The community setting refers to community cancer care clinics or community oncology clinics that offer diagnosis, treatment, and recovery programs for various cancer stages. More often than not, these clinics are affiliated to a hospital or university, closer to town, and offer personal care. These clinics are also usually more cost-effective, making them a preferred choice among many oncology patients.
Therefore, these centers have flourished and remain a great place to find suitable recruits for ongoing and future clinical trials. Yet, many patients aren't making it to relevant phase 2 and 3 trials due to various bottlenecks involving these oncology centers.
Challenges in patient recruitment
Stringent inclusion and exclusion criteria aren't the only challenges. In the current state of affairs, a clinical research coordinator, an individual from the care team, must manually look through patients' medical records to ascertain whether a patient is suitable for a specific pharma-sponsored trial. This process is labor-intensive and can result in errors.
During the pre-screening process, many trials need to know if the patient carries specific molecular markers or not, and these results can take time. There's no communication line between the clinical research coordinator and the pathology teams to speed up the decision-making on whether a patient can be enrolled or not.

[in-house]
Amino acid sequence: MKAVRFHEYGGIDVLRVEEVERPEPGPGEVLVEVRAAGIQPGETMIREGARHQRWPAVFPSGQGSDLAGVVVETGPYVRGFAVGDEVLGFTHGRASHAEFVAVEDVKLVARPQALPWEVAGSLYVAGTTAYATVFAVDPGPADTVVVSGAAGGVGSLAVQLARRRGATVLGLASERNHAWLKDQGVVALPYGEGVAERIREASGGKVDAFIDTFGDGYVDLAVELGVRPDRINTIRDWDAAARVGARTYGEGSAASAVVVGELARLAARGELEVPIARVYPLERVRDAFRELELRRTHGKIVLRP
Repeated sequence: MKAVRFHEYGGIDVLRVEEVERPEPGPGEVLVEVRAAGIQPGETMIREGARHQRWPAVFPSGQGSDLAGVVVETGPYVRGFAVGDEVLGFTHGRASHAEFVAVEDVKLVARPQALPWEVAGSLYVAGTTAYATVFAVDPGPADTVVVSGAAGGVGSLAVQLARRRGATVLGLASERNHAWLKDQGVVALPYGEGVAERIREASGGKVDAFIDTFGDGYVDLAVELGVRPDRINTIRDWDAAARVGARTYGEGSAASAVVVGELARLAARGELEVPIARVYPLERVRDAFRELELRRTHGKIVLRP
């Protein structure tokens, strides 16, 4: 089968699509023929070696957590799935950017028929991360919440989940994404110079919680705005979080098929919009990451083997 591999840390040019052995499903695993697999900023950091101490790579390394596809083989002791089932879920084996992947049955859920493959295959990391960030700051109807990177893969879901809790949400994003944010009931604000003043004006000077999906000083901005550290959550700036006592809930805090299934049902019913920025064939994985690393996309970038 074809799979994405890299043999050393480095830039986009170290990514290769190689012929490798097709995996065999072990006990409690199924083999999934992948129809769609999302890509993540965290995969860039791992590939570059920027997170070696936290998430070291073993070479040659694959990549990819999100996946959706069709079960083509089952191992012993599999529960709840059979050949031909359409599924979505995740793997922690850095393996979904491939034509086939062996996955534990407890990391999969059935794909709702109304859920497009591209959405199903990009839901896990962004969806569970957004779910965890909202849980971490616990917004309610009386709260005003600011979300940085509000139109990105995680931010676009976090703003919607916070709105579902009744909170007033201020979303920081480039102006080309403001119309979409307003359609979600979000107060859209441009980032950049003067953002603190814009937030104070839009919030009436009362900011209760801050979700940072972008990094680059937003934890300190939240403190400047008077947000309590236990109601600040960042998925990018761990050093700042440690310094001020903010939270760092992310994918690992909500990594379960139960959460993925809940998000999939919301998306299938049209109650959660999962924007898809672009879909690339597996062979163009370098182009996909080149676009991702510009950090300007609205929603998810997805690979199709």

In the case of oncology trials, time is of the essence for the study to progress appropriately.
Can communication be established?
Artificial Intelligence, machine learning, and robotic process automation technology have the potential to make sense out of large and disconnected sources of information. This means that, instead of the clinical research coordinator manually combing through medical records or waiting for pathology reports to return, AI technology, such as Deep Lens' VIPER, can analyse the information to find potential recruits.
The coordinator can then focus on aspects that need personal attention and contact possible recruits to take the next steps.
How does VIPER solve these problems?
VIPER uses artificial intelligence to read through huge amounts of data to match patients despite the complexity in study protocols within narrow windows of availability.
The technology connects with existing EMR (Electronic Medical Records), LIS (Laboratory Information System), and genomic testing to match patients to relevant precision trials while also presenting all available therapy options.
As this technology does the heavy lifting, care professionals can spend less time with spreadsheets and more time with patients.
Why isn't the situation changing?
Dr. Harish Dave, CMO, AUM Biosciences, narrowed it down to a lack of willingness to move to a new paradigm:
"If you've been doing something for the last 40 years, even though it's a broken model, there's a great deal of comfort in this model, and asking people to change is hard."
Dr. Kashyap Patel, CEO of Carolina Blood and Cancer Care and President, Community Oncology Alliance (DC), endorsed Dr. Dave's views, saying:
"I would not be surprised if eventually, the FDA NIH comes down very hard on the industry and puts a piece of legislation in place to ensure they meet enough recruitment numbers from various populations, including minorities."